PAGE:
- Natalie Forester, 30, was breastfeeding her son Josiah at pool in Stoke-on-Trent
- The pool was closed to public for five mothers attending a baby swim session
- Chloe Hattersley, 19, also said she was shouted at while breastfeeding in pool
- Policy encourages mothers to breastfeed at side to prevent babies vomiting
Two mothers who were breastfeeding in a council swimming pool have been left furious after staff asked them to leave the water because it breached their food and drink policy.
Natalie Forester, 30, has claimed she was asked to leave the pool while taking part in a baby swim session when she breastfed her 18-month-old son Josiah in August.
And young mother Chloe Hattersley, 19, was allegedly shouted at and told to leave the same pool at the Dimensions Leisure Centre in Stoke-on-Trent just two months before.
Mrs Forester has claimed she was approached by the swimming instructor and told to leave the pool as under the centre's food and drink policy she was not allowed to breastfeed in the water.
The mother-of-three, from Sneyd Green, Stoke, was left angry and confused at what she claims is an 'outdated' policy and believes that it goes against the Equality Act of 2010 which states, 'a business cannot discriminate against mothers who are breastfeeding a child of any age'.
She said: 'I have breastfed all my three children and all of them have used the centre for swimming lessons over the years.
'I know all the staff as I go so often, so I was completely baffled when I was approached and asked to exit the water, I've been breastfeeding for the last eight years and never had any comment made to me before.
'When the instructor asked me to leave the water I was so shocked I just did as I was told. I could feel Josiah was getting cold sat on the edge but by the time we had finished the lesson was over.
'It takes around three minutes for him to feed and he would have been fine.'
The pool was closed to the public for the baby swimming class which teaches youngster from newborn up to two years of age.
After leaving the council-run swimming pool the 30-year-old mother, who ran a local breastfeeding support group for 18 months, asked to see a copy of their breastfeeding policy, which fell under the food and beverages rules.
It stated the centre actively encourages mums to breastfeed at the poolside but says it is 'discouraged' in swimming pools 'for the health and comfort of the child and to avoid the risk of the child regurgitating or vomiting in the pool'.
Ms Hattersley has argued against the policy, explaining she was breastfeeding in the shallow end and that if staff are worried about germs 'no one' should be using the pool at all.
She said: 'I would often sit in the shallow end, where the water is about three inches deep, and breastfeed when he was hungry and to comfort him when he was upset.
'There were around 20 parents and families in the pool at the time and the lifeguard shouted across the pool for me to "stop doing that" and get out of the pool.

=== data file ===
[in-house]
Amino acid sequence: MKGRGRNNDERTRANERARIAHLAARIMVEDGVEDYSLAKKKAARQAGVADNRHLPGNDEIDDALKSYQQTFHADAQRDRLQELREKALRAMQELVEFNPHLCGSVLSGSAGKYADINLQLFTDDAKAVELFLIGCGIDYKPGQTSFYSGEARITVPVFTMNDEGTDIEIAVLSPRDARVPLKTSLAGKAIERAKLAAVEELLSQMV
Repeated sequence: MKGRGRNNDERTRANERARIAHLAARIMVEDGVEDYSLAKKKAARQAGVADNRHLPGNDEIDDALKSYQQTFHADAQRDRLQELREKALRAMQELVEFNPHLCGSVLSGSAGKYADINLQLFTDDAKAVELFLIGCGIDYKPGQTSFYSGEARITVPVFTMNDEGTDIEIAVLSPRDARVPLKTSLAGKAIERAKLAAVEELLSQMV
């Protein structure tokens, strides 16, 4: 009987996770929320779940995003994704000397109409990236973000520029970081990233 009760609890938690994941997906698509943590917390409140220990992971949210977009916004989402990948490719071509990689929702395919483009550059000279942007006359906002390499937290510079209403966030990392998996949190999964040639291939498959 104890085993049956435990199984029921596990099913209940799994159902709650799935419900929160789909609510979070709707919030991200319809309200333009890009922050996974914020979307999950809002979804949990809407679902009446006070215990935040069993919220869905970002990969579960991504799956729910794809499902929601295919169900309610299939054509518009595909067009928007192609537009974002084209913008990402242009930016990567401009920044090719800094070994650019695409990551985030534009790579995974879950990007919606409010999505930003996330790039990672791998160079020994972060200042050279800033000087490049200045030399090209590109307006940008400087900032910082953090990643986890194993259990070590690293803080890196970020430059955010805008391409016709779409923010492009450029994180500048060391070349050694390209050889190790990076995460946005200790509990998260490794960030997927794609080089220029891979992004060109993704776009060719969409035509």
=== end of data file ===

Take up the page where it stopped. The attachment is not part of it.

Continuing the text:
'Everyone went silent and they were just all staring at me, I was so embarrassed.
'Normally I would stand my ground because I know my rights but I was just so shocked I got up and left.
'I approached a manager afterwards, who only apologised for the way I had been spoken to, and he told me that I had been "caught" doing it before but that no one was available to approach me at the time.'
Ms Hattersley added: 'The claims that the water can go in my babies month are ridiculous as the water is three inches deep and if they are worried about the germs in the water hurting him then no one should be using the pool at all.
'If they are worried about my milk contaminating the water then they should be aware that mums who are breastfeeding will react to their babies crying and milk can leak into the water anyway.
'I worry for new parents as there is a lot of negativity around breastfeeding. You can't compare someone eating a sandwich in the water to someone breastfeeding a child.'
Now Mrs Forester is claiming that the policy is at odds with the Equality Act of 2010 which states a mother is protected to feed her baby in a public place without any age restriction.
She said: 'The policy is outdated. No matter what age you are, the water has a calming effect and babies thrive on being fed in the water.
'If they are worried about cross contamination, breast milk is sterile, and swimming pools are full of more harmful bodily fluids that I would not like to mention.
'They told me that it is to stop babies being sick in the water and so I responded by saying that they should not have a cafe alongside the pool.
'When breastfeeding, babies could need feeding at any time, so to encourage breastfeeding and then not allow that to happen means the policy makes no sense.
'If that had happened to a first-time mum if could have completely ruined their confidence. I could tell the instructor felt uncomfortable telling me but she was just following the policy.
'I have received a lot of negative comments since sharing my experience but it just shows how uneducated people are on the subject.'
Councillor Anthony Munday, Stoke-on-Trent City Council cabinet member for greener city, development and leisure, defended the authority's policy.
He said: 'We have many areas at our poolside where breastfeeding can take place and actively promote and support this, although we do ask that breastfeeding doesn't happen in the pool.
'We take on board the feedback from mums and will do more to work with them to understand their views and consider if this is something that needs to change for the future.
'We are sorry if this has caused any distress to any of our pool users.'